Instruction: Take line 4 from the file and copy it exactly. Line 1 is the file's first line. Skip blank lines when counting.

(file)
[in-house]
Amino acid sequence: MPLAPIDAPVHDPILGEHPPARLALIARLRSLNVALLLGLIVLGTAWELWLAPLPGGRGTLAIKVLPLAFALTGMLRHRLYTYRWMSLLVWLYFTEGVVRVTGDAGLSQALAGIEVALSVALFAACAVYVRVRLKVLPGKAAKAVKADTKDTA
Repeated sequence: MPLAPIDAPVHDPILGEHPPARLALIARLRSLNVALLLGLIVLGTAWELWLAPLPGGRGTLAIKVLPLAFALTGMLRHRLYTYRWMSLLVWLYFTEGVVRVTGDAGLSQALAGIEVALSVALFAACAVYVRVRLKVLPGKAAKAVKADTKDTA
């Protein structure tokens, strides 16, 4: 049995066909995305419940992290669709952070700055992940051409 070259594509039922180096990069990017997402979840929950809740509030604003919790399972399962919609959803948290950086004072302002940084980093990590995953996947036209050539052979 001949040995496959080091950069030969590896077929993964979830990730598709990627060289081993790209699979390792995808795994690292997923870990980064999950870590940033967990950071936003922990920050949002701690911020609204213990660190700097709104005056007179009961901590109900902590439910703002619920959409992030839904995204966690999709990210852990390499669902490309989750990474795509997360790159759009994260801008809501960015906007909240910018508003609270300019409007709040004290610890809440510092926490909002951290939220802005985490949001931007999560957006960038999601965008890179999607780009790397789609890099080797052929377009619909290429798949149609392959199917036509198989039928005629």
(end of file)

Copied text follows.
């Protein structure tokens, strides 16, 4: 049995066909995305419940992290669709952070700055992940051409 070259594509039922180096990069990017997402979840929950809740509030604003919790399972399962919609959803948290950086004072302002940084980093990590995953996947036209050539052979 001949040995496959080091950069030969590896077929993964979830990730598709990627060289081993790209699979390792995808795994690292997923870990980064999950870590940033967990950071936003922990920050949002701690911020609204213990660190700097709104005056007179009961901590109900902590439910703002619920959409992030839904995204966690999709990210852990390499669902490309989750990474795509997360790159759009994260801008809501960015906007909240910018508003609270300019409007709040004290610890809440510092926490909002951290939220802005985490949001931007999560957006960038999601965008890179999607780009790397789609890099080797052929377009619909290429798949149609392959199917036509198989039928005629």